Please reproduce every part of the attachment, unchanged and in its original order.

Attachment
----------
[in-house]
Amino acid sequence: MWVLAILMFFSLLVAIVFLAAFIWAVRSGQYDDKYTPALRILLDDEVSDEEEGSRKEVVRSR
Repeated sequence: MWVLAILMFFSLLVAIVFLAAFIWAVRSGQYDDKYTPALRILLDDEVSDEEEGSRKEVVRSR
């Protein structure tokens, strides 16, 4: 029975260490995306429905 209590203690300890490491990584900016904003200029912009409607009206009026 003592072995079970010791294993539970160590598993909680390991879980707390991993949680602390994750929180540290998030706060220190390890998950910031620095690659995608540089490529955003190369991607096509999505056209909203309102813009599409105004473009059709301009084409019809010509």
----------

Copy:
[in-house]
Amino acid sequence: MWVLAILMFFSLLVAIVFLAAFIWAVRSGQYDDKYTPALRILLDDEVSDEEEGSRKEVVRSR
Repeated sequence: MWVLAILMFFSLLVAIVFLAAFIWAVRSGQYDDKYTPALRILLDDEVSDEEEGSRKEVVRSR
């Protein structure tokens, strides 16, 4: 029975260490995306429905 209590203690300890490491990584900016904003200029912009409607009206009026 003592072995079970010791294993539970160590598993909680390991879980707390991993949680602390994750929180540290998030706060220190390890998950910031620095690659995608540089490529955003190369991607096509999505056209909203309102813009599409105004473009059709301009084409019809010509």